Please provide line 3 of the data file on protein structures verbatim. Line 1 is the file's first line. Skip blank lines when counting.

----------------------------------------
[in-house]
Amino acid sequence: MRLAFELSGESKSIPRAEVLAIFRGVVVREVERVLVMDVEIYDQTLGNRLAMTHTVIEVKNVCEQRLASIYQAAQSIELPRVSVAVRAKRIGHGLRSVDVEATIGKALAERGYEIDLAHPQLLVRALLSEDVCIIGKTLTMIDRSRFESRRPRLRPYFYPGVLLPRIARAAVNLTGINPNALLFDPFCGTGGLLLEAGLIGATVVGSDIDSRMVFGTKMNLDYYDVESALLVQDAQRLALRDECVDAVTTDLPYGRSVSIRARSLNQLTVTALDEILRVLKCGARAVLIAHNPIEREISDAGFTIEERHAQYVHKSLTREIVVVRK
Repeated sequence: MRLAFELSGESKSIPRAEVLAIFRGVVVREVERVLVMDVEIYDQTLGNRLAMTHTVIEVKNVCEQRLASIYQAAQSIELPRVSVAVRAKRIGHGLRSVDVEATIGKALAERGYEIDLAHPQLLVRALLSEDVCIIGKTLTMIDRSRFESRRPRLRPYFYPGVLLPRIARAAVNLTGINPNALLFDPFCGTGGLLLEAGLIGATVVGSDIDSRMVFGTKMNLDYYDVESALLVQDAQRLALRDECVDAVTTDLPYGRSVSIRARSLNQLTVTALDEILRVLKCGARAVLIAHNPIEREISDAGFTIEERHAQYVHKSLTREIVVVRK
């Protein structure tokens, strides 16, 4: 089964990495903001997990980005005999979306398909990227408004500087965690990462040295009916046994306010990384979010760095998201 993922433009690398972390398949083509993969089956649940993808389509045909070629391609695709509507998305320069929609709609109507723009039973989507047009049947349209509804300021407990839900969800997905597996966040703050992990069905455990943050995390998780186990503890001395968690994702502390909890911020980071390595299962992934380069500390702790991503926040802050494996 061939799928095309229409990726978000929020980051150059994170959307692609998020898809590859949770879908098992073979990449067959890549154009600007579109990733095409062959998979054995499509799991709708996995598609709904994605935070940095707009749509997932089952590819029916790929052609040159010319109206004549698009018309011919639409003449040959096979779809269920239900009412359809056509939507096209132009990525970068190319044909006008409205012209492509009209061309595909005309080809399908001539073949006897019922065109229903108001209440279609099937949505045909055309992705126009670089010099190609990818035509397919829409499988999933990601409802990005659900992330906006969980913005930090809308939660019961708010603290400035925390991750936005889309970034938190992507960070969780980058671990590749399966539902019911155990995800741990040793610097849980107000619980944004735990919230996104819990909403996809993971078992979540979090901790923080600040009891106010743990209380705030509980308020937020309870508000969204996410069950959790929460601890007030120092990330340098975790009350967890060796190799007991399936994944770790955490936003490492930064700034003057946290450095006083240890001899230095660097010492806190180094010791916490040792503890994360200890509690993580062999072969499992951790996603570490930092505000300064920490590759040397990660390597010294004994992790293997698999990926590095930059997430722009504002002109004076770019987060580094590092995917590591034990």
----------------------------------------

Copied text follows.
Repeated sequence: MRLAFELSGESKSIPRAEVLAIFRGVVVREVERVLVMDVEIYDQTLGNRLAMTHTVIEVKNVCEQRLASIYQAAQSIELPRVSVAVRAKRIGHGLRSVDVEATIGKALAERGYEIDLAHPQLLVRALLSEDVCIIGKTLTMIDRSRFESRRPRLRPYFYPGVLLPRIARAAVNLTGINPNALLFDPFCGTGGLLLEAGLIGATVVGSDIDSRMVFGTKMNLDYYDVESALLVQDAQRLALRDECVDAVTTDLPYGRSVSIRARSLNQLTVTALDEILRVLKCGARAVLIAHNPIEREISDAGFTIEERHAQYVHKSLTREIVVVRK